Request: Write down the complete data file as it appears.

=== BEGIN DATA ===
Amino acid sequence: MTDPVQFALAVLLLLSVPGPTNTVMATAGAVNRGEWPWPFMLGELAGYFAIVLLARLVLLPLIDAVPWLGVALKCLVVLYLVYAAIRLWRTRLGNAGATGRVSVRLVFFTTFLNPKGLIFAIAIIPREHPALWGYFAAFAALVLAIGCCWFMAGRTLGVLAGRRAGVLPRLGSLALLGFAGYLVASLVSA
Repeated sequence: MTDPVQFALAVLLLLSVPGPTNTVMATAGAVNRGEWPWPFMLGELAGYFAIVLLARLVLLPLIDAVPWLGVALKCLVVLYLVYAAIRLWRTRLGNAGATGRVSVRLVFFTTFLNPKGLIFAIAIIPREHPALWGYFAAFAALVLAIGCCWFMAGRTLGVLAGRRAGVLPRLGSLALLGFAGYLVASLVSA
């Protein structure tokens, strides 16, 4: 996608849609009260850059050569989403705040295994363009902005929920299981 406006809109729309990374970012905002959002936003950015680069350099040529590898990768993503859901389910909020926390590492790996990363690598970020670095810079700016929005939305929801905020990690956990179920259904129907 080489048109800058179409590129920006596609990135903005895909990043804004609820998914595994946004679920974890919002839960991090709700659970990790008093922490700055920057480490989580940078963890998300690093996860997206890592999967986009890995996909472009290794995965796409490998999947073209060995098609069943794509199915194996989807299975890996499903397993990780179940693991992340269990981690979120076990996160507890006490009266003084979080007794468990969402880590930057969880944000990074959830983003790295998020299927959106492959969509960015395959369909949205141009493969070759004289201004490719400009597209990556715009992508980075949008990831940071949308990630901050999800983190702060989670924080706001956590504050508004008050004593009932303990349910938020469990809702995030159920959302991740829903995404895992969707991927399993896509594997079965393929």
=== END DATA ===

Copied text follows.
Amino acid sequence: MTDPVQFALAVLLLLSVPGPTNTVMATAGAVNRGEWPWPFMLGELAGYFAIVLLARLVLLPLIDAVPWLGVALKCLVVLYLVYAAIRLWRTRLGNAGATGRVSVRLVFFTTFLNPKGLIFAIAIIPREHPALWGYFAAFAALVLAIGCCWFMAGRTLGVLAGRRAGVLPRLGSLALLGFAGYLVASLVSA
Repeated sequence: MTDPVQFALAVLLLLSVPGPTNTVMATAGAVNRGEWPWPFMLGELAGYFAIVLLARLVLLPLIDAVPWLGVALKCLVVLYLVYAAIRLWRTRLGNAGATGRVSVRLVFFTTFLNPKGLIFAIAIIPREHPALWGYFAAFAALVLAIGCCWFMAGRTLGVLAGRRAGVLPRLGSLALLGFAGYLVASLVSA
């Protein structure tokens, strides 16, 4: 996608849609009260850059050569989403705040295994363009902005929920299981 406006809109729309990374970012905002959002936003950015680069350099040529590898990768993503859901389910909020926390590492790996990363690598970020670095810079700016929005939305929801905020990690956990179920259904129907 080489048109800058179409590129920006596609990135903005895909990043804004609820998914595994946004679920974890919002839960991090709700659970990790008093922490700055920057480490989580940078963890998300690093996860997206890592999967986009890995996909472009290794995965796409490998999947073209060995098609069943794509199915194996989807299975890996499903397993990780179940693991992340269990981690979120076990996160507890006490009266003084979080007794468990969402880590930057969880944000990074959830983003790295998020299927959106492959969509960015395959369909949205141009493969070759004289201004490719400009597209990556715009992508980075949008990831940071949308990630901050999800983190702060989670924080706001956590504050508004008050004593009932303990349910938020469990809702995030159920959302991740829903995404895992969707991927399993896509594997079965393929």